- An overview of morbidly beautiful death rituals of animals – which species mourn, have death rituals and feelings of suicide?
- The Eurasian magpie is the only bird, and one of few animals, to pass the mirror test – meaning they can recognize themselves from their reflection.
There is a sense of beauty in morbid images, particularly when it comes to animals. Dealing with death can be challenging and uncomfortable, but it doesn't have to.
A dog named Leao (on the picture above) sat on the grave of his owner for days, who died in the disastrous landslides near Rio de Janiero in 2011. Dogs are man’s best friend indeed.
Take a moment to appreciate the beauty in these images; sometimes death teaches us to appreciate life.
- This dog is literally crying at the grave of its loved one. Although it's not known how much dogs understand about death, it's clear that dogs can become extremely depressed after a friend dies.
- A young man was gunned down in the streets of Curitiba, Brazil. His loyal dog arrives at the scene a little later and refuses to leave...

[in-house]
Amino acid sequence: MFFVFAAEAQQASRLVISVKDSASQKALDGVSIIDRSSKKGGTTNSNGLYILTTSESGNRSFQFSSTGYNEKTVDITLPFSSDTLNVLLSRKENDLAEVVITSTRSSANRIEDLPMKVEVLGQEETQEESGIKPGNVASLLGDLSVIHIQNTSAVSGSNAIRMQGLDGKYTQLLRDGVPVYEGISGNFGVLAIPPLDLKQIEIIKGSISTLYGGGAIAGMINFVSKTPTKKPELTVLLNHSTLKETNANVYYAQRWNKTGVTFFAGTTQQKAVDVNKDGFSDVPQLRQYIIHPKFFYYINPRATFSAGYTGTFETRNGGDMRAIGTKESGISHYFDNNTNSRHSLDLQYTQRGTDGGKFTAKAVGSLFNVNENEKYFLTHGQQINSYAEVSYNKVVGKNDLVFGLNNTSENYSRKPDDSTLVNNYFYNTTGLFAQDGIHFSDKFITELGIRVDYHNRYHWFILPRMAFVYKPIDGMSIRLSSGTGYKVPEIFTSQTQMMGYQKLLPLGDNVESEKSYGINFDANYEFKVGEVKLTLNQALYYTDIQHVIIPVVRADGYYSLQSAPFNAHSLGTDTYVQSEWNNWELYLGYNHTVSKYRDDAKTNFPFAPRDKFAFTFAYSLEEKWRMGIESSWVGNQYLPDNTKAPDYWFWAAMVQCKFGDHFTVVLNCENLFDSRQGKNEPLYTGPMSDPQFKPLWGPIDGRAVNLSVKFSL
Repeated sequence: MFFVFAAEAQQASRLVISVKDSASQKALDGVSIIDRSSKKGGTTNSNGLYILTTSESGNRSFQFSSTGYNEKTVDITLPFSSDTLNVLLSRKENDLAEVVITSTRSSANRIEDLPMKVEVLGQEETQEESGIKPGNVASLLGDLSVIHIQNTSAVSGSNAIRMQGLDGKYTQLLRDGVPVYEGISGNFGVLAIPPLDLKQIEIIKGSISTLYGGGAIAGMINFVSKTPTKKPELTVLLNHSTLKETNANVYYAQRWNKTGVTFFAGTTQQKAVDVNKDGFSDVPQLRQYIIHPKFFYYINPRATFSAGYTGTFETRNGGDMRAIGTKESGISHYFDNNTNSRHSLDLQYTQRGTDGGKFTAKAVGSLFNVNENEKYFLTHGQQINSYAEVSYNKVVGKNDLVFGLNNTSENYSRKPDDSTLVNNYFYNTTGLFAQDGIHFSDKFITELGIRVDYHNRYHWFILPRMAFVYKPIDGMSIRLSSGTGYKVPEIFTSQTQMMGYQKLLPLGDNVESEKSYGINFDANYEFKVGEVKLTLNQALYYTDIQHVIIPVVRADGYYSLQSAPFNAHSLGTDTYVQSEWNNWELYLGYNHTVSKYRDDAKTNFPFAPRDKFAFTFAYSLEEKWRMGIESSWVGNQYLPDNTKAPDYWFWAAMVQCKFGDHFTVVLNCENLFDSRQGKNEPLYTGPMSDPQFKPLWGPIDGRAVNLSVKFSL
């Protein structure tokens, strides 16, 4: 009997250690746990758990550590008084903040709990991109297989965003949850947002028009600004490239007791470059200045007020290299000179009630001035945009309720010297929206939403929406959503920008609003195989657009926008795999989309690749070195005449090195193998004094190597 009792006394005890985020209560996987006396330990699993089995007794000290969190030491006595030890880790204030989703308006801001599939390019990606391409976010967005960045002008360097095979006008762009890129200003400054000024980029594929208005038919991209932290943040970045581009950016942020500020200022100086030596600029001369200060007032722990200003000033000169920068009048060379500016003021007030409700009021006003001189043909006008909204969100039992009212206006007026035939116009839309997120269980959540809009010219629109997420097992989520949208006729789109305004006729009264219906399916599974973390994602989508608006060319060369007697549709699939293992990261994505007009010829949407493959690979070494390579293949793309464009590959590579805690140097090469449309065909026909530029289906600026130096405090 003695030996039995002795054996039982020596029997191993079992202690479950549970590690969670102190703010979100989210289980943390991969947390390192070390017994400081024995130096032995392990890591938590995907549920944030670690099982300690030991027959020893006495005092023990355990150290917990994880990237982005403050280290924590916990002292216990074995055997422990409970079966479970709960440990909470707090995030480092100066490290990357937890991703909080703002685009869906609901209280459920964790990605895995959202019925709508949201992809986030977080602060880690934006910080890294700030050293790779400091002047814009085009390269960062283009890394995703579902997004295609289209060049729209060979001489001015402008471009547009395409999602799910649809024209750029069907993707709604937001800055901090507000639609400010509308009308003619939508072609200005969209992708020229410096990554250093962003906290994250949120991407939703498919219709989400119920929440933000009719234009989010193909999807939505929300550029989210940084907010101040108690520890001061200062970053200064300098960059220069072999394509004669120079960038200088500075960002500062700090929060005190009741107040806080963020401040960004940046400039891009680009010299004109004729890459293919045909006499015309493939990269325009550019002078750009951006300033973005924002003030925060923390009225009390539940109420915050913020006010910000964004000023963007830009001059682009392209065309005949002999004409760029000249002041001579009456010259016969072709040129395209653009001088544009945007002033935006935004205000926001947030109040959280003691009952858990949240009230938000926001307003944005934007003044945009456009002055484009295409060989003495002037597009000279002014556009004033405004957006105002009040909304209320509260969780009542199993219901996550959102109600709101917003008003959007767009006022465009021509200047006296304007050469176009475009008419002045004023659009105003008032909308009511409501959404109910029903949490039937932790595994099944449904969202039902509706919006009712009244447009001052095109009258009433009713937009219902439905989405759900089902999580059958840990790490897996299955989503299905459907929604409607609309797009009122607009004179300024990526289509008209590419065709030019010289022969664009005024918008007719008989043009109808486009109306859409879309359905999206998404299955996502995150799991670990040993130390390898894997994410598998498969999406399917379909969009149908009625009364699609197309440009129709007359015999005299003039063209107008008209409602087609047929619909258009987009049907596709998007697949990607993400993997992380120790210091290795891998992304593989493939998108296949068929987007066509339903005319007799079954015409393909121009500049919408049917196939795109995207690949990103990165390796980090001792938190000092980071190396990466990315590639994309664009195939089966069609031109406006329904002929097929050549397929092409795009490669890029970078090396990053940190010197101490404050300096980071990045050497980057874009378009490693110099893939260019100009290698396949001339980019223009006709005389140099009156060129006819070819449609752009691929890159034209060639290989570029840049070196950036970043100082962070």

- Probably the best-known gorilla in the world, "Koko", who is known for great intelligence and having learned more than 1,000 signs of a modified version of American Sign Language, is crying in this video having found out the kitten he loved and once care for, has died.
- While we can't know for sure what the magpies are actually thinking or feeling in this video, it looks like some kind of death ritual. The Eurasian magpie is the only bird, and one of few animals, to pass the mirror test – meaning they can recognize themselves from the reflection.
A letter and picture received from a dear reader...
A month ago, when my 34-year-old Arabian horse named Topez died of a sudden heart attack. I allowed my other horse Spirit Thyme (who is 13 years old & who had been “pasture buddies” with Topez since age 6 months) to say his goodbyes and to mourn the loss of his best friend. Before the burial, I let Spirit Thyme go see Topez’s body, I knew he needed to do this as much as me, but his reaction did come as a surprise. Spirit started to luck Topez’s hooves and legs, he “groomed” him and licked him for close to 45 minutes, then went off and started to graze in the pasture. Since the burial, he will go to the grave and stand for upwards of 20 minutes or so almost daily.
I captured this poignant photo of him sniffing Topez’s grave market.
Still mourning the loss of my buddy Topez.